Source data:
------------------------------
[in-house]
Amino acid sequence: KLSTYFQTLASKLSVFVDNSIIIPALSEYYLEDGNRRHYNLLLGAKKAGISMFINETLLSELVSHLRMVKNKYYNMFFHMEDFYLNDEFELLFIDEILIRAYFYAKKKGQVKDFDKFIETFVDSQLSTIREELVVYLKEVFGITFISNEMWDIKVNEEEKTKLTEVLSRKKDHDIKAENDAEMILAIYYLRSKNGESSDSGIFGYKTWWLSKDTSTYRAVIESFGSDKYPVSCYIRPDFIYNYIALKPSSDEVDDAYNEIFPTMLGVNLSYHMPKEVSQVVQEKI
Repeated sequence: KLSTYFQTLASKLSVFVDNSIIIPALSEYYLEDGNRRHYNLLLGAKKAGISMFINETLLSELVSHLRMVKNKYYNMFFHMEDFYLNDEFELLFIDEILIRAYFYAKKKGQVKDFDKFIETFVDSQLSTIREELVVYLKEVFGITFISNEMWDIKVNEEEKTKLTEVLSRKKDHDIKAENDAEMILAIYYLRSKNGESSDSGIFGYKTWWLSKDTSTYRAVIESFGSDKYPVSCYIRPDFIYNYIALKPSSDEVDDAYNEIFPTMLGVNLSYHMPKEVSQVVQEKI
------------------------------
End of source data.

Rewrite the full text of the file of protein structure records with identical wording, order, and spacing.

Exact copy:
[in-house]
Amino acid sequence: KLSTYFQTLASKLSVFVDNSIIIPALSEYYLEDGNRRHYNLLLGAKKAGISMFINETLLSELVSHLRMVKNKYYNMFFHMEDFYLNDEFELLFIDEILIRAYFYAKKKGQVKDFDKFIETFVDSQLSTIREELVVYLKEVFGITFISNEMWDIKVNEEEKTKLTEVLSRKKDHDIKAENDAEMILAIYYLRSKNGESSDSGIFGYKTWWLSKDTSTYRAVIESFGSDKYPVSCYIRPDFIYNYIALKPSSDEVDDAYNEIFPTMLGVNLSYHMPKEVSQVVQEKI
Repeated sequence: KLSTYFQTLASKLSVFVDNSIIIPALSEYYLEDGNRRHYNLLLGAKKAGISMFINETLLSELVSHLRMVKNKYYNMFFHMEDFYLNDEFELLFIDEILIRAYFYAKKKGQVKDFDKFIETFVDSQLSTIREELVVYLKEVFGITFISNEMWDIKVNEEEKTKLTEVLSRKKDHDIKAENDAEMILAIYYLRSKNGESSDSGIFGYKTWWLSKDTSTYRAVIESFGSDKYPVSCYIRPDFIYNYIALKPSSDEVDDAYNEIFPTMLGVNLSYHMPKEVSQVVQEKI